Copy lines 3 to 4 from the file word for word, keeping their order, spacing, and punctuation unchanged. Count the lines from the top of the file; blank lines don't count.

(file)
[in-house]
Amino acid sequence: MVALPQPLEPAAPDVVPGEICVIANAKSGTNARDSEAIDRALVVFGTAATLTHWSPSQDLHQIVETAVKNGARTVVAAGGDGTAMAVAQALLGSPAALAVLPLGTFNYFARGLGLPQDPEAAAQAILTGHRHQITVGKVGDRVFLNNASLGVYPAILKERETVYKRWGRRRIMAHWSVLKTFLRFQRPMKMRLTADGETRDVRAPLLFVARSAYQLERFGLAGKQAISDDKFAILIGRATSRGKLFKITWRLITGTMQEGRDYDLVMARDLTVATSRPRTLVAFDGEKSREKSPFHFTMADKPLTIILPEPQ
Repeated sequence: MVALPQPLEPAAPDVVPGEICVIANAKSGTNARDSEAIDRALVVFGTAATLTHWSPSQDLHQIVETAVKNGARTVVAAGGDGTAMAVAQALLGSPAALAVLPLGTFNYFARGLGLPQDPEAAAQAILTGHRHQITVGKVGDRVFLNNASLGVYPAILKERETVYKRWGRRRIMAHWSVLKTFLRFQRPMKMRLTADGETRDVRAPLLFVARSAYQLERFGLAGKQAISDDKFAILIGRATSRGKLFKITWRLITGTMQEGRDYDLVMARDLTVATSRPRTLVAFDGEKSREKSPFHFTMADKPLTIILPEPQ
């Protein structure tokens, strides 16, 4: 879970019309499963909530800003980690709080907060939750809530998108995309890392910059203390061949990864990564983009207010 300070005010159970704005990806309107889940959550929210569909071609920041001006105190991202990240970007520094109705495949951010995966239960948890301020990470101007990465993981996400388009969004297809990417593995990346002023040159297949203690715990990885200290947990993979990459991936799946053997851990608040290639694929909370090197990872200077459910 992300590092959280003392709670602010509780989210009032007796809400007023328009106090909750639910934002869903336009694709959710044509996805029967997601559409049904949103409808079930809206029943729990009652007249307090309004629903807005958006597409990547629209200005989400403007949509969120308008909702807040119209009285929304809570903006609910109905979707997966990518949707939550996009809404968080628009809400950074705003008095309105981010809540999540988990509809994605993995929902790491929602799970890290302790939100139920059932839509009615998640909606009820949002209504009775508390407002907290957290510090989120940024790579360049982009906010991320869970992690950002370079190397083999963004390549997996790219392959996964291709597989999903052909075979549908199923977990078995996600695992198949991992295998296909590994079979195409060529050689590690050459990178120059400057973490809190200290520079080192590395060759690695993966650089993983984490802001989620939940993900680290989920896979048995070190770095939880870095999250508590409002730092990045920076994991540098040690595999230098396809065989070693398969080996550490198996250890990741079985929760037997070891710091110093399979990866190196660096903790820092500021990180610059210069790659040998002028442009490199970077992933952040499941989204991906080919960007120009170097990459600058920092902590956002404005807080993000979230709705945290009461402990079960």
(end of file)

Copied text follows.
Repeated sequence: MVALPQPLEPAAPDVVPGEICVIANAKSGTNARDSEAIDRALVVFGTAATLTHWSPSQDLHQIVETAVKNGARTVVAAGGDGTAMAVAQALLGSPAALAVLPLGTFNYFARGLGLPQDPEAAAQAILTGHRHQITVGKVGDRVFLNNASLGVYPAILKERETVYKRWGRRRIMAHWSVLKTFLRFQRPMKMRLTADGETRDVRAPLLFVARSAYQLERFGLAGKQAISDDKFAILIGRATSRGKLFKITWRLITGTMQEGRDYDLVMARDLTVATSRPRTLVAFDGEKSREKSPFHFTMADKPLTIILPEPQ
């Protein structure tokens, strides 16, 4: 879970019309499963909530800003980690709080907060939750809530998108995309890392910059203390061949990864990564983009207010 300070005010159970704005990806309107889940959550929210569909071609920041001006105190991202990240970007520094109705495949951010995966239960948890301020990470101007990465993981996400388009969004297809990417593995990346002023040159297949203690715990990885200290947990993979990459991936799946053997851990608040290639694929909370090197990872200077459910 992300590092959280003392709670602010509780989210009032007796809400007023328009106090909750639910934002869903336009694709959710044509996805029967997601559409049904949103409808079930809206029943729990009652007249307090309004629903807005958006597409990547629209200005989400403007949509969120308008909702807040119209009285929304809570903006609910109905979707997966990518949707939550996009809404968080628009809400950074705003008095309105981010809540999540988990509809994605993995929902790491929602799970890290302790939100139920059932839509009615998640909606009820949002209504009775508390407002907290957290510090989120940024790579360049982009906010991320869970992690950002370079190397083999963004390549997996790219392959996964291709597989999903052909075979549908199923977990078995996600695992198949991992295998296909590994079979195409060529050689590690050459990178120059400057973490809190200290520079080192590395060759690695993966650089993983984490802001989620939940993900680290989920896979048995070190770095939880870095999250508590409002730092990045920076994991540098040690595999230098396809065989070693398969080996550490198996250890990741079985929760037997070891710091110093399979990866190196660096903790820092500021990180610059210069790659040998002028442009490199970077992933952040499941989204991906080919960007120009170097990459600058920092902590956002404005807080993000979230709705945290009461402990079960």